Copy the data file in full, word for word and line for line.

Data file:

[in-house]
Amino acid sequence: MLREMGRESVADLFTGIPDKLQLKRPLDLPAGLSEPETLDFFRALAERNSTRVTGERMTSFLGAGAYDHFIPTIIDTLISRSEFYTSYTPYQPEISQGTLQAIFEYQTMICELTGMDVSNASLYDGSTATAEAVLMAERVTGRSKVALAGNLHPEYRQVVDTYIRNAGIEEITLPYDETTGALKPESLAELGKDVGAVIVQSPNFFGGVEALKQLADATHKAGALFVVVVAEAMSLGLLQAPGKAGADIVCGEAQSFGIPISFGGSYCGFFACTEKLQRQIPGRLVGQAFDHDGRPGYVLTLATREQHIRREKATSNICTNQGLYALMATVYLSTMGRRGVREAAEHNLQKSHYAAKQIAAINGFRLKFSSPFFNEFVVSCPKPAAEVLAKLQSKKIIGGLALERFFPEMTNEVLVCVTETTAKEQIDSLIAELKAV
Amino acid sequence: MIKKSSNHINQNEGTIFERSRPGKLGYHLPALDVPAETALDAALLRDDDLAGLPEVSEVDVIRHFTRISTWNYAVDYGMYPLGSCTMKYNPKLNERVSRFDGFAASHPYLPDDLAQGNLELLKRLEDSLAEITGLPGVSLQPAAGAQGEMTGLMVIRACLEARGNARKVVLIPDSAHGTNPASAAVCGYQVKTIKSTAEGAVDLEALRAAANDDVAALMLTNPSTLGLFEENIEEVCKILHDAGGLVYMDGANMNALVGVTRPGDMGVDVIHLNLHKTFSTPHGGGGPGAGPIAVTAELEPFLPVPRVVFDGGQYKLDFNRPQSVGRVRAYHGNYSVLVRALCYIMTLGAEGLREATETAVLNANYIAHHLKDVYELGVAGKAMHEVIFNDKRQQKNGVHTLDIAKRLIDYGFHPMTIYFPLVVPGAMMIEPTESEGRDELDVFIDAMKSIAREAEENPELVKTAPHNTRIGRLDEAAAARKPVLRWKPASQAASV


[in-house]
Amino acid sequence: MLREMGRESVADLFTGIPDKLQLKRPLDLPAGLSEPETLDFFRALAERNSTRVTGERMTSFLGAGAYDHFIPTIIDTLISRSEFYTSYTPYQPEISQGTLQAIFEYQTMICELTGMDVSNASLYDGSTATAEAVLMAERVTGRSKVALAGNLHPEYRQVVDTYIRNAGIEEITLPYDETTGALKPESLAELGKDVGAVIVQSPNFFGGVEALKQLADATHKAGALFVVVVAEAMSLGLLQAPGKAGADIVCGEAQSFGIPISFGGSYCGFFACTEKLQRQIPGRLVGQAFDHDGRPGYVLTLATREQHIRREKATSNICTNQGLYALMATVYLSTMGRRGVREAAEHNLQKSHYAAKQIAAINGFRLKFSSPFFNEFVVSCPKPAAEVLAKLQSKKIIGGLALERFFPEMTNEVLVCVTETTAKEQIDSLIAELKAV
Amino acid sequence: MIKKSSNHINQNEGTIFERSRPGKLGYHLPALDVPAETALDAALLRDDDLAGLPEVSEVDVIRHFTRISTWNYAVDYGMYPLGSCTMKYNPKLNERVSRFDGFAASHPYLPDDLAQGNLELLKRLEDSLAEITGLPGVSLQPAAGAQGEMTGLMVIRACLEARGNARKVVLIPDSAHGTNPASAAVCGYQVKTIKSTAEGAVDLEALRAAANDDVAALMLTNPSTLGLFEENIEEVCKILHDAGGLVYMDGANMNALVGVTRPGDMGVDVIHLNLHKTFSTPHGGGGPGAGPIAVTAELEPFLPVPRVVFDGGQYKLDFNRPQSVGRVRAYHGNYSVLVRALCYIMTLGAEGLREATETAVLNANYIAHHLKDVYELGVAGKAMHEVIFNDKRQQKNGVHTLDIAKRLIDYGFHPMTIYFPLVVPGAMMIEPTESEGRDELDVFIDAMKSIAREAEENPELVKTAPHNTRIGRLDEAAAARKPVLRWKPASQAASV